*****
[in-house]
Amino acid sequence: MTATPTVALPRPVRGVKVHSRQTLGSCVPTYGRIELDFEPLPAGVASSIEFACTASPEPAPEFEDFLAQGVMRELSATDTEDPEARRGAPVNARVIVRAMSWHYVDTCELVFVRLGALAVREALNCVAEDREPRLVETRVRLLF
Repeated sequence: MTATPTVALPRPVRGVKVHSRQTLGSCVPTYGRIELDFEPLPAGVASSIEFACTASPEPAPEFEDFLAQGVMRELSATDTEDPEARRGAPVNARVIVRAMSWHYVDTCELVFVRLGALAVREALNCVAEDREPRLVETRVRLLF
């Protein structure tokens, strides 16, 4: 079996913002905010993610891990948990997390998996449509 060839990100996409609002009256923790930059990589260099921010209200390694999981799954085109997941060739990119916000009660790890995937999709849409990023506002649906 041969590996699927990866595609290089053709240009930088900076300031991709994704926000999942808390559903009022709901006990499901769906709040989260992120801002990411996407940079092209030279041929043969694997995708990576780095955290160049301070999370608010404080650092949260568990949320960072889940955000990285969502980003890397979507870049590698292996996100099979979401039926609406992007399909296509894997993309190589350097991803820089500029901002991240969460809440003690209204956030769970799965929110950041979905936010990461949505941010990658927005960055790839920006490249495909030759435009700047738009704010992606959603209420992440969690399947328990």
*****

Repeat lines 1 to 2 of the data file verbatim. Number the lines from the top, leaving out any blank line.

[in-house]
Amino acid sequence: MTATPTVALPRPVRGVKVHSRQTLGSCVPTYGRIELDFEPLPAGVASSIEFACTASPEPAPEFEDFLAQGVMRELSATDTEDPEARRGAPVNARVIVRAMSWHYVDTCELVFVRLGALAVREALNCVAEDREPRLVETRVRLLF